New study finds SARS-CoV-2 antibody tests risky for predicting individual immunity
People's Daily


(File photo: VCG)

WASHINGTON, May 19 (Xinhua) -- Antibody tests for SARS-CoV-2, the virus causes COVID-19, are useful for population-level assessments, but risky for predicting individual immunity, according to a new study published in Science Immunology on Tuesday.

Serological testing for SARS-CoV-2 has enormous potential to contribute to COVID-19 response efforts. However, the required performance characteristics of antibody tests will critically depend on the use case on individual-level and population-level, according to the joint study by researchers from University of Utah Health, Johns Hopkins Bloomberg School of Public Health, Harvard School of Public Health, University of California, San Francisco and Pennsylvania State University.

They believe antibody testing - even with moderate sensitivity and specificity levels - could provide highly valuable information to address critical public health questions, such as when to relax stay-at-home orders or school closures.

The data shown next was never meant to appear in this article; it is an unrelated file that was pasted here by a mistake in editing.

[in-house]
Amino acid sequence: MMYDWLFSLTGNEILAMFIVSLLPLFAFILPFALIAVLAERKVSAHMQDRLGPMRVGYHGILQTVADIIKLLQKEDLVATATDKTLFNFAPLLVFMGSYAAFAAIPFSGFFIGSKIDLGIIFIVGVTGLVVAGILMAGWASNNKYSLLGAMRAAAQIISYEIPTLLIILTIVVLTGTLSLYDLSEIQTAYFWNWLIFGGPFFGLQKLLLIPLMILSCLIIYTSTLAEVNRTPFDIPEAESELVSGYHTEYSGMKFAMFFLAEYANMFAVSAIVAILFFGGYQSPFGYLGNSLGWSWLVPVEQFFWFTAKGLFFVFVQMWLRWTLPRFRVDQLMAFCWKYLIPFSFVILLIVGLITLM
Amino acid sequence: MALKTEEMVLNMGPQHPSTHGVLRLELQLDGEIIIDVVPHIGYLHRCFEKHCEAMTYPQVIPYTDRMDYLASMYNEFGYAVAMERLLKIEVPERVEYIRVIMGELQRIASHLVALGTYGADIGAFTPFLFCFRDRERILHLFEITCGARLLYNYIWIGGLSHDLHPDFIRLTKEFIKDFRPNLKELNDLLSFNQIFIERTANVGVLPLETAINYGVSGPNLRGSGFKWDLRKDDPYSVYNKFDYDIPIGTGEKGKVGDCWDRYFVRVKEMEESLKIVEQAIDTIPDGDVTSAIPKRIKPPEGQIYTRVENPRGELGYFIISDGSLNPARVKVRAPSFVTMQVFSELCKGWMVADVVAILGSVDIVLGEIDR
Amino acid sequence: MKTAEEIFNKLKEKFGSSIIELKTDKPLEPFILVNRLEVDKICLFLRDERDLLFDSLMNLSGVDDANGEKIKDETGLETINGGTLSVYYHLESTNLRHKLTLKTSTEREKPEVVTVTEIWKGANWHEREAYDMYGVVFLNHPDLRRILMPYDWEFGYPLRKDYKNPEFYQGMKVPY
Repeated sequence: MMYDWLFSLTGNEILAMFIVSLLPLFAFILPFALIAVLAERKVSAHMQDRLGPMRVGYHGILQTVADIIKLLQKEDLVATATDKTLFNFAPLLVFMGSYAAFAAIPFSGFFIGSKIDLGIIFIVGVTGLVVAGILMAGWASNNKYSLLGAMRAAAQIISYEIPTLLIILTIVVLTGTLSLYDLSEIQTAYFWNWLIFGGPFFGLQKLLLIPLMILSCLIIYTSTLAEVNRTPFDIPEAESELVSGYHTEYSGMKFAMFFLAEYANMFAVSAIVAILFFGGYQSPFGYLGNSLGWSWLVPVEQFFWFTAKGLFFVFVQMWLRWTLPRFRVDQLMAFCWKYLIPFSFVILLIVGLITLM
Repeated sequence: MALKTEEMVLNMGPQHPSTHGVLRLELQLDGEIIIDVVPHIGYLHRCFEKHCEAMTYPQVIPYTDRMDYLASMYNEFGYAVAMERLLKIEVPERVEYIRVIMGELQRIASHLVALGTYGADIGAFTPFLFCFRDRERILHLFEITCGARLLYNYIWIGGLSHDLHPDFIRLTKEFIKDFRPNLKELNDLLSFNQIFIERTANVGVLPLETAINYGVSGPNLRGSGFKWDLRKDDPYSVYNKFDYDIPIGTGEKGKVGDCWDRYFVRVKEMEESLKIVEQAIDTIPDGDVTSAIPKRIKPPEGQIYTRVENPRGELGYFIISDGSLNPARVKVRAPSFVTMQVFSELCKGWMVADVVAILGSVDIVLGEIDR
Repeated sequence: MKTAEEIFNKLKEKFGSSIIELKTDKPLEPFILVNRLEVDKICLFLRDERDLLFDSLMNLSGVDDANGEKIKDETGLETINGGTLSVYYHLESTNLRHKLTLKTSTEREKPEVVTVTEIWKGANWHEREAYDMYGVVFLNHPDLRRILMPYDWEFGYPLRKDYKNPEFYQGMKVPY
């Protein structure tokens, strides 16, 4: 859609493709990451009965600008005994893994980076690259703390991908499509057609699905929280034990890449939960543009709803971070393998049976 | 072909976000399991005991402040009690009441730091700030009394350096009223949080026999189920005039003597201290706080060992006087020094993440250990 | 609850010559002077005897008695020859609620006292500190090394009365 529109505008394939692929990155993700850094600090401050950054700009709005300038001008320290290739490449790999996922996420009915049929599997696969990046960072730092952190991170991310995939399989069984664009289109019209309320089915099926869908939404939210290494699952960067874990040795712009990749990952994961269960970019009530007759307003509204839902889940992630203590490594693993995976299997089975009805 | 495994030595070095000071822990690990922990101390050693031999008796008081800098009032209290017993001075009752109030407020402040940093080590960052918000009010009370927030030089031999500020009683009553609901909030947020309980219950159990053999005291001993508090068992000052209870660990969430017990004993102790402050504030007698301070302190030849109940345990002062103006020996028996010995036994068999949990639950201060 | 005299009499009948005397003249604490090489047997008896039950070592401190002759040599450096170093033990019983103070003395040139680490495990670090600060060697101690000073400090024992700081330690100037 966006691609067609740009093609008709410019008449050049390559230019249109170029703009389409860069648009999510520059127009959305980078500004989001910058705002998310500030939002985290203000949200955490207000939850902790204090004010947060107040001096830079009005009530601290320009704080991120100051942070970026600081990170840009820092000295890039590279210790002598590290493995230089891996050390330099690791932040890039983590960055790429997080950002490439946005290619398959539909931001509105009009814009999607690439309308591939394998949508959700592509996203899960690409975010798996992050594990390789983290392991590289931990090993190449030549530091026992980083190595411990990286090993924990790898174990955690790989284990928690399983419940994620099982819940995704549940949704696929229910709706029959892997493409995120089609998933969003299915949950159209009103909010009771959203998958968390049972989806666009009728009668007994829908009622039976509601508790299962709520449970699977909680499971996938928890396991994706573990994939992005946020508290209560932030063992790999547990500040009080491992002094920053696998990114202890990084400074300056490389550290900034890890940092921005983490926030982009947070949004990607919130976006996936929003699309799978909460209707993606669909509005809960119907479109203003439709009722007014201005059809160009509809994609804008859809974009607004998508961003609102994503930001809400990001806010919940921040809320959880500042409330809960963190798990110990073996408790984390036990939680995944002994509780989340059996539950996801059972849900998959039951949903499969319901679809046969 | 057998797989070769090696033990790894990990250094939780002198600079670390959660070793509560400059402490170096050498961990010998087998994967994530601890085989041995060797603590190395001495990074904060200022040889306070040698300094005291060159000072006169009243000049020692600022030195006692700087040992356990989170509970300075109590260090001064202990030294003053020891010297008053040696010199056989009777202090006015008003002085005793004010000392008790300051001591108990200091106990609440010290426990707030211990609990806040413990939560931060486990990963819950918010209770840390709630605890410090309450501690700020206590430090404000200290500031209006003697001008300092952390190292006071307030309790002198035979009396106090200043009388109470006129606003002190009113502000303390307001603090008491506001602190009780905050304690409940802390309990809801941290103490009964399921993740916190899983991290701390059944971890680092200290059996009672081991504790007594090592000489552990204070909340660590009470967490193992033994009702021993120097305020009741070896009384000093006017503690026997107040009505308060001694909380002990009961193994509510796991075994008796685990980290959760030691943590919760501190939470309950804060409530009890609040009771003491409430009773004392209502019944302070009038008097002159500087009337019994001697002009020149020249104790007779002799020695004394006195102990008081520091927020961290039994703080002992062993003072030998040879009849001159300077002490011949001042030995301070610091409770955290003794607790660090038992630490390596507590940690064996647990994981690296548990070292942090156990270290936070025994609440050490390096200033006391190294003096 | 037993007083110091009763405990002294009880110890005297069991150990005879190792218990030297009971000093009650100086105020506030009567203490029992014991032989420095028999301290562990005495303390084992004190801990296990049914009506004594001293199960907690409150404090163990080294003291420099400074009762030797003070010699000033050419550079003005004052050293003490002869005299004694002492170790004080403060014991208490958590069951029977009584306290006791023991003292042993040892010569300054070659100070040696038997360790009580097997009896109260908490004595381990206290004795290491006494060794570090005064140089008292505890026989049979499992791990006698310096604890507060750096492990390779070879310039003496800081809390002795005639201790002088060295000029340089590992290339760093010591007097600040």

In theory, antibody tests can examine whether a person has ever been exposed to a certain virus over their lifespan. However, what SARS-CoV-2 antibody test results mean for protection and immunity are still poorly understood.

As tools to issue "immune passports" that certify an individual's immunity, current serological tests are insufficient and even harmful, said the researchers.

By contrast, as tools to ascertain population-level epidemiological trends, serological surveys could help officials estimate the risk of future waves of disease, measure the impact of interventions, and confirm the absence of transmission after the epidemic has subsided, as long as the tests' sensitivity and specificity are well-defined during data interpretation, according to the study.

Population-level serological sampling could enable screening of multiple biomarkers of public health concern, extending the utility of such a framework beyond SARS-CoV-2 alone, said the researchers.